A skateboarder was left critically injured in a road crash after failing to hear an approaching electric Uber Prius minicab.
Theo Fallstrom, 24, suffered a brain haemorrhage, broken left shoulder and damaged right ear in the collision with the Uber hybrid Toyota Prius in Mayfair.
But he was saved by medics from London Ambulance Service and London Air Ambulance who arrived in minutes.
Today his mother called air ambulance medics “the SAS of first responders”.
Mr Fallstrom had been skating home at around midnight in Albemarle Street and had been unable to hear the car, powered by its quiet electric motor.
LAS was on the scene in three minutes, followed by an air ambulance fast- response car, four minutes later. Its medics Dr David Cooper and paramedic Rob Twitchen put Mr Fallstrom in an induced coma to protect his brain and he was taken to the major trauma centre at St Mary’s Hospital, Paddington.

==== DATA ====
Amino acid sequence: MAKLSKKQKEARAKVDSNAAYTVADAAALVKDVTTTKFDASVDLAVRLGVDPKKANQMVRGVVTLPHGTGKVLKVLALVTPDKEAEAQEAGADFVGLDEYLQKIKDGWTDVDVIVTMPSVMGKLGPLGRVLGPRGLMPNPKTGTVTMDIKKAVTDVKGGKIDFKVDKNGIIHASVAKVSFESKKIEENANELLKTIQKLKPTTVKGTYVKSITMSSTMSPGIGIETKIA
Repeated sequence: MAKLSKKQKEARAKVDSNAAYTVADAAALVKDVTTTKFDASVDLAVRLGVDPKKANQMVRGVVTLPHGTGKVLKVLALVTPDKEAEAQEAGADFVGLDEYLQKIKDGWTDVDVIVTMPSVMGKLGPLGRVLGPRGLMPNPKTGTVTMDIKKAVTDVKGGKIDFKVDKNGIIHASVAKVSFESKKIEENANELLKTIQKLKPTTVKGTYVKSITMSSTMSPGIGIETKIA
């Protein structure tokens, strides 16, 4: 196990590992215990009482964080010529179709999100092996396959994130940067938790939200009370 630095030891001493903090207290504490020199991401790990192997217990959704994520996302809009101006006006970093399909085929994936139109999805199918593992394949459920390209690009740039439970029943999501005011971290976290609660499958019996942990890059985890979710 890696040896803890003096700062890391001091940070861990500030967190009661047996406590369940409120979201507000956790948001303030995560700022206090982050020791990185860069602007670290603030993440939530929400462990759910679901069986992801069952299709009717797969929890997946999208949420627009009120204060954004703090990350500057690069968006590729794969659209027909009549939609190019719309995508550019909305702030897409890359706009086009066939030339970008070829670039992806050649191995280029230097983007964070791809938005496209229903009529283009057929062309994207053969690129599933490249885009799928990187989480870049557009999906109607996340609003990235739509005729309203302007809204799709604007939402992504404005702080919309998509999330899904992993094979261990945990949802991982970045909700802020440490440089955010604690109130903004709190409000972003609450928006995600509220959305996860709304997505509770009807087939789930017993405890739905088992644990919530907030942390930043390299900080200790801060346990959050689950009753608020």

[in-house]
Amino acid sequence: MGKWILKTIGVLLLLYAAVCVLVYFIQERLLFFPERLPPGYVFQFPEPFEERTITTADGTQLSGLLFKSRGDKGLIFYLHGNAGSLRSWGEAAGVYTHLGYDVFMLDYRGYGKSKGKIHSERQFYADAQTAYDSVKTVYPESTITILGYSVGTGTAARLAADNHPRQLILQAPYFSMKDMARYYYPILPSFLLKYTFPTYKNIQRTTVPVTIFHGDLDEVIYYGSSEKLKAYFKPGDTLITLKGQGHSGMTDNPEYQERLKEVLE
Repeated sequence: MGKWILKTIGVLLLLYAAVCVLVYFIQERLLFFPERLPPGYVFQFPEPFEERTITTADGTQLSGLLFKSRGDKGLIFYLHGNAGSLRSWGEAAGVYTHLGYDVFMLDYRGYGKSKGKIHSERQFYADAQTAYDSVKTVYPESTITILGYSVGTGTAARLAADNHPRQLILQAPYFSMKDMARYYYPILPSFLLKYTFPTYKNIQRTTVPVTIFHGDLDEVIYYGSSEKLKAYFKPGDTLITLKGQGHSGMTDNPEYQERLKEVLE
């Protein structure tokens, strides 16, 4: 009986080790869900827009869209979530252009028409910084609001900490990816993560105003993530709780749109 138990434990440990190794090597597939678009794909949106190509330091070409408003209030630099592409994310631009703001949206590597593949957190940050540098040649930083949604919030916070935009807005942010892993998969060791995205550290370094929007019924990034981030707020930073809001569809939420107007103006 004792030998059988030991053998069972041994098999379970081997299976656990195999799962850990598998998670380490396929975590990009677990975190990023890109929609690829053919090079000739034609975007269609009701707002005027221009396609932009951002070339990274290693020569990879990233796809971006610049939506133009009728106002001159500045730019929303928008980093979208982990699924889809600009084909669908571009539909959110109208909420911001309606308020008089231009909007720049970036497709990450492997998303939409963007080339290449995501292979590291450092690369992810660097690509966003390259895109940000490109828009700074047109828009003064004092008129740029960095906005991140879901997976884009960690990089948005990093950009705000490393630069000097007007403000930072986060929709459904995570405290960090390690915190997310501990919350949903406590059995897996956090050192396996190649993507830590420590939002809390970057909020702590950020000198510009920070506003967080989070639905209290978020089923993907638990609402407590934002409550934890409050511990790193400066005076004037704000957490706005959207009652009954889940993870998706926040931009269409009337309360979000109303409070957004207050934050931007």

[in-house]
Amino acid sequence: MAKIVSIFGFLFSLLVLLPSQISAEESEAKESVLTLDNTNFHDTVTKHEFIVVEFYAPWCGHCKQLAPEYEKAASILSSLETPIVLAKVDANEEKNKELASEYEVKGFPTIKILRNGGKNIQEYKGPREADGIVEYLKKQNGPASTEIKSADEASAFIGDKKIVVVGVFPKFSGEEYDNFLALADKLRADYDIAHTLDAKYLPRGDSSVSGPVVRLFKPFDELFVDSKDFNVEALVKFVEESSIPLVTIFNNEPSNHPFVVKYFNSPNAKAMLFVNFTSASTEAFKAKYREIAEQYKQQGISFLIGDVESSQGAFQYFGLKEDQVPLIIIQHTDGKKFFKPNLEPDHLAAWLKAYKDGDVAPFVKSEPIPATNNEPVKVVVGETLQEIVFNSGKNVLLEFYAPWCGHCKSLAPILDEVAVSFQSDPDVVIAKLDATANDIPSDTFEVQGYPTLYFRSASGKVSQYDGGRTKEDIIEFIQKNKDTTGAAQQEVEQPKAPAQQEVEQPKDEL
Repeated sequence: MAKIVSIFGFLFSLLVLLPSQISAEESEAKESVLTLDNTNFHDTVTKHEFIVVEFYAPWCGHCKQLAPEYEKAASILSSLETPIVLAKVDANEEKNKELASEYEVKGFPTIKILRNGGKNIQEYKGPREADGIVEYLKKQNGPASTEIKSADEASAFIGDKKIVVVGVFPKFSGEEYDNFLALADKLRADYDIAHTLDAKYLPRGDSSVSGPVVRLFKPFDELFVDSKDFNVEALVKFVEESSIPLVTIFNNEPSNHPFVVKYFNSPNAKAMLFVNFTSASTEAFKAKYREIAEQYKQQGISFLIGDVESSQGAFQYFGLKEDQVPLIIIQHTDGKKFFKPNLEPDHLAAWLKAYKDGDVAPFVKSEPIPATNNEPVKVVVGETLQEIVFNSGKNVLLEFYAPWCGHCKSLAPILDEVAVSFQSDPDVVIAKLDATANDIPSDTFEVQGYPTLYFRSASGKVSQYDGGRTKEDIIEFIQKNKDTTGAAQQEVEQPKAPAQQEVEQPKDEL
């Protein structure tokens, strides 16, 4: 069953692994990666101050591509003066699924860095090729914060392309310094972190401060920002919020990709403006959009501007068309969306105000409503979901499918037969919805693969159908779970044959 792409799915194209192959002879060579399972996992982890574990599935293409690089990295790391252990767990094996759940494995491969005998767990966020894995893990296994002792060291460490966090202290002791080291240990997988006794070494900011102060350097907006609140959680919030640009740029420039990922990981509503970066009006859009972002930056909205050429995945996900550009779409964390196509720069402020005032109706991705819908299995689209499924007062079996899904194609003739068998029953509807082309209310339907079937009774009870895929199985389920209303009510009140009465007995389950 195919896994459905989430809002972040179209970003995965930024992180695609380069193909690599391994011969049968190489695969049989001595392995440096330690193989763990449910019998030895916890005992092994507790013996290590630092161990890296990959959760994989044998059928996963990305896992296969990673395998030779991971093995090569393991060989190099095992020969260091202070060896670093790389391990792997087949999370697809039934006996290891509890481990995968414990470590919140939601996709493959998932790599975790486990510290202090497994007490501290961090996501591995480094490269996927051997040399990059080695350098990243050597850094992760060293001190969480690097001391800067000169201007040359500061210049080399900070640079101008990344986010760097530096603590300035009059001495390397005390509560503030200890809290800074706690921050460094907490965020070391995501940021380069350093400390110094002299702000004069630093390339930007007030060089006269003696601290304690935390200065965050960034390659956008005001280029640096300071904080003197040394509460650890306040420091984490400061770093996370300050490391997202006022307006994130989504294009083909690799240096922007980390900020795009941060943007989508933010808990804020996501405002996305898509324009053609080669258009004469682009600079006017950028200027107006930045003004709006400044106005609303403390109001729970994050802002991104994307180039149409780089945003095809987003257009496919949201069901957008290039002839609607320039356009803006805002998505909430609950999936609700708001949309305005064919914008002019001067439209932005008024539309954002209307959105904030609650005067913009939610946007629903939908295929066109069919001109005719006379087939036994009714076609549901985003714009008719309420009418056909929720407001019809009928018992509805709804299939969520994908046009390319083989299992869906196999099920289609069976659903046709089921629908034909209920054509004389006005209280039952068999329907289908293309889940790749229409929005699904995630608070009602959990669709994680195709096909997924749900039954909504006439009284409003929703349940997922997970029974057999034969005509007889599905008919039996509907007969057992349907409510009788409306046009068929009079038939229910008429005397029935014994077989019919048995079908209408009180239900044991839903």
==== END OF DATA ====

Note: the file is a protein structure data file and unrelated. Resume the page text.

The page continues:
He spent about three weeks in a coma and more than a month of rehabilitation at Wellington Hospital, St John’s Wood, where he had to relearn to talk and walk. His mother Leonie, from Holland Park, told his story at London Air Ambulance summer gala last week.
After the accident on August 20 last year, Mr Fallstrom was bleeding from his ear, flailing around and punching out due to the brain damage. Ms Fallstrom said: “He didn’t hear the electric Prius. The driver on his way to collect a fare didn’t see him.” Describing the effect on the windscreen of him slamming into it she added: “Theo hit with such force he scored a bullseye.
“He needed to be put in a coma, and fast. [The medics] called for silence and performed the complex task. London’s Air Ambulance are the SAS of first responders. These absolutely incredible people and their speed and expertise.”
Theo, a chef at Daylesford organic shop in Marylebone, cannot remember the accident. It was regarded as a “no fault collision”. Theo said: “I feel put back together. If it wasn’t for their speed and skill I wouldn’t be here or quite possibly not able to speak or walk.” It costs £8 million a year to keep LAA’s two helicopters and fleet of fast cars in operation and most is raised from donations.